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5 reasons why The Masters is the most difficult tournament to win

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Everyone’s favorite time of year is here: The Masters! Truth be told, it’s the only tournament I watch every single shot possible. It’s such great theater and it’s the mecca for golfers all over the world. Having been there and played the course, I can tell you it’s a different set of conditions than most have ever seen. Therefore, I would like to give you my five reasons why Augusta is the most difficult tournament to win in the world… and putting is not one of them!

1) History

The Masters is the one tournament where everyone knows the history and the course. Even casual sports fans who have never touched a club know what Amen Corner is, and what the Green jacket means.

It’s also the tournament you grow up pretending to win. “Ok, this one is for The Masters,” you’ll say to yourself while night putting as a junior. The Masters just means a little something more to the fans and participants because of it’s history.

Playing Amen Corner on Thursday is one thing, but playing Amen Corner on Sunday with the Green Jacket hanging in the balance is quite another. And it takes a special golfer to get the job done on Sunday with a place in that history on the line.

2) The Pressure of Forever

The Masters invite is highly coveted, even among players who have already played in the event. You see the guys on Twitter and Facebook and Instagram showing off their Masters invite like it’s a trophy.

As we all know, winning the tournament gives you the Masters invite for life. Who wouldn’t want to be a part of this special even for perpetuity? You can’t tell me that having that special perk on your resume wouldn’t make your entire career, not to mention being the highlight of your year, every year until even after your career is over. If you don’t think I’m right, look at how many of the old timers come back just for the Par-3 Contest and/or just to enjoy the week as Augusta’s special guests?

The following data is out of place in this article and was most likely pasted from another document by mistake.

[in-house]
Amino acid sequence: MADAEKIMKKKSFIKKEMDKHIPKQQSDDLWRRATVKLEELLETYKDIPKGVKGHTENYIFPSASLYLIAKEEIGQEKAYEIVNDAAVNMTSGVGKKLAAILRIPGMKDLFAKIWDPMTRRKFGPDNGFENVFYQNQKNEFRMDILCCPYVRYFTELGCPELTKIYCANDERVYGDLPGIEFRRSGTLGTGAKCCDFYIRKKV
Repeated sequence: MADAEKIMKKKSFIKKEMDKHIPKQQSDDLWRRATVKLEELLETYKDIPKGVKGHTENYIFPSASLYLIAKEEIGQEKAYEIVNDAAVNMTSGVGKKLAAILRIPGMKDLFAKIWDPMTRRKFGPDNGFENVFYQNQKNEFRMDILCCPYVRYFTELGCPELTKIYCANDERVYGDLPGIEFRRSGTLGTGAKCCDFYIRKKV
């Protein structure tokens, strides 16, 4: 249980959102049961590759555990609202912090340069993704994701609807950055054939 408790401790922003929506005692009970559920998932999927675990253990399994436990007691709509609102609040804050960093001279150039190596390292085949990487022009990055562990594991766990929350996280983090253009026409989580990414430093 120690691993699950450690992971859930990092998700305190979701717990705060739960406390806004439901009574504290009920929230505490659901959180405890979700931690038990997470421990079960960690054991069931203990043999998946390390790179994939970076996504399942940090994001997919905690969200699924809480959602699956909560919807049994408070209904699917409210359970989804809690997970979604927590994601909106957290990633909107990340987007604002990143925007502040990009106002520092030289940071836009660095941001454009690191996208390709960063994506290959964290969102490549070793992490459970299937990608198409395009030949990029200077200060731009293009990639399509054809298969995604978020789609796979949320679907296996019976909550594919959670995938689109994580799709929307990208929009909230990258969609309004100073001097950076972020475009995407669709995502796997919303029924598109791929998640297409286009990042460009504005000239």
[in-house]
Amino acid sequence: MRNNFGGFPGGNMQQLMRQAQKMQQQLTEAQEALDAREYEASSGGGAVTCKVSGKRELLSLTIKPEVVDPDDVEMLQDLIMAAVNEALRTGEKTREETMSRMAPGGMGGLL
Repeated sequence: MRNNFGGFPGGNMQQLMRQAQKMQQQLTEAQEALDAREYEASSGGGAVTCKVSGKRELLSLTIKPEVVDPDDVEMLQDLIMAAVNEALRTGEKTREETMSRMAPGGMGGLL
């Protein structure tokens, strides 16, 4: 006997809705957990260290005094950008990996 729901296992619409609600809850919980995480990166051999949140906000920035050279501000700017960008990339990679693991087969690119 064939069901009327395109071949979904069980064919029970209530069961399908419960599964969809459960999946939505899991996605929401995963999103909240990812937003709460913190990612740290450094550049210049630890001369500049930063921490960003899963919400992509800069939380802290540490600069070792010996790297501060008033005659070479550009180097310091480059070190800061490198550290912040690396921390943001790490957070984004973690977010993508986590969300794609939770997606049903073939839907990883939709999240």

This too may weigh heavily on the minds of the leaders the night before Masters Sunday.

3) Shot Shaping

Everyone knows Augusta is a right-to-left biased course off the tee, and all the players know that this is a requirement. So everyone works on their right-to-left game with their driver; I don’t think many players hit a soft fade off the tee on 13 towards the trees on the right… they try and hammer it around the corner to give them a shorter shot into the green.

Additionally, you will find that the different pin placements and green slopes will also force you to move the ball both directions with your irons if you truly want to have an easier shot at birdies. I don’t know about you, but if I had to go at that Sunday pin on hole No. 12, a soft fade off the center of the green would be a much easier shot to hit than starting it over the water with a draw if I had to go at that pin… it gives you a bit of leeway if you get a touch froggy.

Anyone can move it both directions on Tour, but can you rely on your non-typical shot shape with the tile on the line if the shot calls for it?

4) Trajectory Control combined with Distance Control

The biggest issue for players at Augusta is that you cannot hit the ball into the greens with your normal trajectory for 72 holes… you must alter your trajectory to control your landing angles so the ball stops quicker, or you can get the ball on the proper shelf. Think hole No. 15; you simply cannot hit a low draw into that green with a long iron, or you will quickly cascade over the back of the green leaving yourself with an impossible pitch to an elevated green running downhill toward the water. No thanks.

But here is the issue… do you know your distances when hitting the ball with different trajectories? And can you trust those numbers down the stretch, or when the adrenaline gets pumping on the back nine on Sunday?